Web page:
Each has a glut of what the other covets. Which should make them ideal trade partners, at some point.
“I’m going to do the best I can to give this group one more shot at this, and I’m going to do everything in my power to keep it that way,” Ducks general manager Bob Murray said upon signing defenceman Hampus Lindholm in late October.
But with Anaheim nestled firmly against the salary cap and so many opponents eyeing its young defencemen, something should give after the 2017 Stanley Cup is awarded. Maybe sooner.
The Maple Leafs certainly aren’t alone in wanting to add talented defenders under the age of 26, but their wealth of attractive offensive weapons — which has the team hanging tight with the NHL leaders in shots and goals — and the fact they’ve made no major financial commitments to defencemen beyond Morgan Rielly and Jake Gardiner after this season make them a particularly smart fit.
As fun as their offence is, the Leafs also rank among the leaders in shots allowed (32.3), while the Ducks are one of the best at suppressing shots (28.8). Both teams want more balance.
By design, the Leafs have stocked a wealth of still-developing weapons up front. To believe there is room to keep all of these teenagers or twentysomethings long-term is foolish. Because the Ducks, who have a recent trade history with Toronto, are firmly in win-now mode, they might even consider one of the Leafs’ more established forwards: big-bodied scorer James van Riemsdyk or centre Tyler Bozak, whose long-view futures in Toronto are uncertain. (The Leafs are reportedly willing to listen on van Riemsdyk.)
More likely: Murray will covet Toronto’s prospect pool and draft picks, which will be high if the Leafs remain on track for the lottery.
If Edmonton is placing its faith in McJesus, the Leafs’ Holy Trinity is Auston Matthews, Mitch Marner and William Nylander. They’ve gotta be untouchable at this point.
But what about AHL studs Brendan Leipsic and Kasperi Kapanen? Mike Babcock loves what Connor Brown, Zach Hyman and Nikita Soshnikov can bring to the table, true. But he also loves defencemen he can depend on, and the Leafs simply have too few of those.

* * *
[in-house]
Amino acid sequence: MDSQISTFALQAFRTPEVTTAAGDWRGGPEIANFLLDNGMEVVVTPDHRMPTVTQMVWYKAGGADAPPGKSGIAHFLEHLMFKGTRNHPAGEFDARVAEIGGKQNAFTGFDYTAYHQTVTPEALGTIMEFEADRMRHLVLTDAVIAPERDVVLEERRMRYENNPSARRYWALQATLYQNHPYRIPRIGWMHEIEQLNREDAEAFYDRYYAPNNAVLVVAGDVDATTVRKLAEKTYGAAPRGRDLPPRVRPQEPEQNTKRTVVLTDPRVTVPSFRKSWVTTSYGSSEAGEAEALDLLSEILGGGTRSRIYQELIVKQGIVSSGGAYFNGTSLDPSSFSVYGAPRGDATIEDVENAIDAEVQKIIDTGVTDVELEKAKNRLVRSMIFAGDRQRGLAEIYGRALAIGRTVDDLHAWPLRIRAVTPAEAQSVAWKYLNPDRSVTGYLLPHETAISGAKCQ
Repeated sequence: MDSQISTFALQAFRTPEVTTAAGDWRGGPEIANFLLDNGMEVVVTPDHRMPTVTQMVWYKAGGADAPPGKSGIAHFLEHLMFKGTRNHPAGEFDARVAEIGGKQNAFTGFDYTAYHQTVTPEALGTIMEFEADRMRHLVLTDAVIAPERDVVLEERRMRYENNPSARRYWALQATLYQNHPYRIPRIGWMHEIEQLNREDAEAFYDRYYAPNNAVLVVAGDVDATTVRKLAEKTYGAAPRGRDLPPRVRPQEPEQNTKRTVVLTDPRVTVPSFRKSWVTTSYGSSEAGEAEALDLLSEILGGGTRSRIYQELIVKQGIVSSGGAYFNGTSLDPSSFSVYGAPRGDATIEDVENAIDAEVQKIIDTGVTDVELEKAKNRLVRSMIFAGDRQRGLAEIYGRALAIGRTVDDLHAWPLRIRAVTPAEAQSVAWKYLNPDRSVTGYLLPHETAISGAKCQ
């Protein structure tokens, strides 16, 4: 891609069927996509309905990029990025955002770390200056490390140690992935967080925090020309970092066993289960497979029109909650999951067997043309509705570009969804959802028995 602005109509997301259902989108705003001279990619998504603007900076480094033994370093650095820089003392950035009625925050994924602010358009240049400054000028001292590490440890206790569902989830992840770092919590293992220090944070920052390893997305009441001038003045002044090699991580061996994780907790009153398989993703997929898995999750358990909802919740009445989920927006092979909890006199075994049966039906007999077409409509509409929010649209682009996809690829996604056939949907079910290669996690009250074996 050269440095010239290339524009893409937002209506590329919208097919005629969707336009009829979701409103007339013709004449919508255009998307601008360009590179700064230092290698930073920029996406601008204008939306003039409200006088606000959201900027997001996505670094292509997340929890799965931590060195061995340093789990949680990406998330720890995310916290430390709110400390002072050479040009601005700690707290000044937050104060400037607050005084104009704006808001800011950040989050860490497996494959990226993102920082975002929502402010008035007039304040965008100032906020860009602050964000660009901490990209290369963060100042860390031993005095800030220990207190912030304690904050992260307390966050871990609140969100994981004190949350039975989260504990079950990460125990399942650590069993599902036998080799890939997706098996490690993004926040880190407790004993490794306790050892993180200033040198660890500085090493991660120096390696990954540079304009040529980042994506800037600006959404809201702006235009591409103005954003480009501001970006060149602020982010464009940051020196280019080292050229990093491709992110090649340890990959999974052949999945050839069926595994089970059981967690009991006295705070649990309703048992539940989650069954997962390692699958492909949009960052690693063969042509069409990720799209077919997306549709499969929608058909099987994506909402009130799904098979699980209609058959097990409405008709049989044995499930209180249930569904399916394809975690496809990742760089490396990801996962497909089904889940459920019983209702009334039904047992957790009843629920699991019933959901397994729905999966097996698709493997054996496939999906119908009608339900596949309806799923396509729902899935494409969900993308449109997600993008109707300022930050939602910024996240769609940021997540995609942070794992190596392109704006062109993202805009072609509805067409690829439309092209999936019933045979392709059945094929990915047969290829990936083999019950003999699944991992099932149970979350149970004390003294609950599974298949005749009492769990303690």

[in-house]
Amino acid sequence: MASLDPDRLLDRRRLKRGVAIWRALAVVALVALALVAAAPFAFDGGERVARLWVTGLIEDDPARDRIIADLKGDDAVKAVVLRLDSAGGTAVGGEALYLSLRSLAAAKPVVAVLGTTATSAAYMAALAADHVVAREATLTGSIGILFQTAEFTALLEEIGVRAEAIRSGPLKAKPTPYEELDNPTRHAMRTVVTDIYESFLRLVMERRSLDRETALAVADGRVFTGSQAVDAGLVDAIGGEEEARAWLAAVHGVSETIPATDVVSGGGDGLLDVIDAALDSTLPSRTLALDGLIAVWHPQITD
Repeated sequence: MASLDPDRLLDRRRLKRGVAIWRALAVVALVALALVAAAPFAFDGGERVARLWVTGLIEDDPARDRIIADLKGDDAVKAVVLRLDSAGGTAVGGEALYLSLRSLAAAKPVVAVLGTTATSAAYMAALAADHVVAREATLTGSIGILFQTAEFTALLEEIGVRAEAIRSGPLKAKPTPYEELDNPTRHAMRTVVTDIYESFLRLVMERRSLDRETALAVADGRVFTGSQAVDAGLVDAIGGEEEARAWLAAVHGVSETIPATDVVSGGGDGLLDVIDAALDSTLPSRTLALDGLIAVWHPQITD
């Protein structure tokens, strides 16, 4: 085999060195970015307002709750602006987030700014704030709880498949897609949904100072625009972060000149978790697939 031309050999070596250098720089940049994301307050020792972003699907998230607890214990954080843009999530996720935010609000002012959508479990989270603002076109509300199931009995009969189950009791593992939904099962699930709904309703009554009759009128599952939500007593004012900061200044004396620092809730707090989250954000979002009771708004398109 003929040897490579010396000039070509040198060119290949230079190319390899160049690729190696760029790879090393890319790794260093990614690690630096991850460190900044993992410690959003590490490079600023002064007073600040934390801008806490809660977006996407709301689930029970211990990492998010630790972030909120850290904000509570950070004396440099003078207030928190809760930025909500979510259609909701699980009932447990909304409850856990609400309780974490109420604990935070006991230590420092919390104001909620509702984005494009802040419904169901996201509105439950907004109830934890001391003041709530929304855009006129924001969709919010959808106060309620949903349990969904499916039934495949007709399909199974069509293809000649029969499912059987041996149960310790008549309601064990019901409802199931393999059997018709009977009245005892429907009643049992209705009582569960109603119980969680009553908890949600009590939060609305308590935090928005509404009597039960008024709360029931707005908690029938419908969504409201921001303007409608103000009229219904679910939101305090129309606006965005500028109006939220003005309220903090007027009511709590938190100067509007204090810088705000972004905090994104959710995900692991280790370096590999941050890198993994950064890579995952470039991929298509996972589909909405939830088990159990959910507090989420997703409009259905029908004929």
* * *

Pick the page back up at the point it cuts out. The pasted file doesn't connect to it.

The Leafs rank 22nd in defence, the Ducks 12th. Anaheim’s offence is slightly above average, but let’s look at its top four scorers.
Corey Perry, Ryan Getzlaf and Ryan Kesler are all 31 or over, all signed at big money through at least 2020-21, and all hold no-movement clauses. Jacob Silfverberg is widely viewed as the forward most likely to get poached by Las Vegas in this spring’s expansion draft.
The club’s fifth-ranked scorer, 23-year-old centre Rickard Rakell, is an excellent piece worth keeping. After that, the Ducks are starving for young forwards with top-six skill. (Elliotte Friedman recently reported their interest in Buffalo’s Zemgus Girgensons.)
This is where the Ducks — that rare NHL team with plenty of talented defenders — come in. (The Carolina Hurricanes are another team flush with young D, but trading across conferences is always a safer bet.)
While both Toronto and Anaheim have reason to hold on to their good players and prospects, most of whom have yet to reach ceilings unknown, 2016 has reminded us that, yes, big hockey trades that fulfill positional needs can still happen.
Seth Jones for Ryan Johansen. Taylor Hall for Adam Larsson.
Blockbusters can happen, people; Murray and Lamoriello have made bold moves before.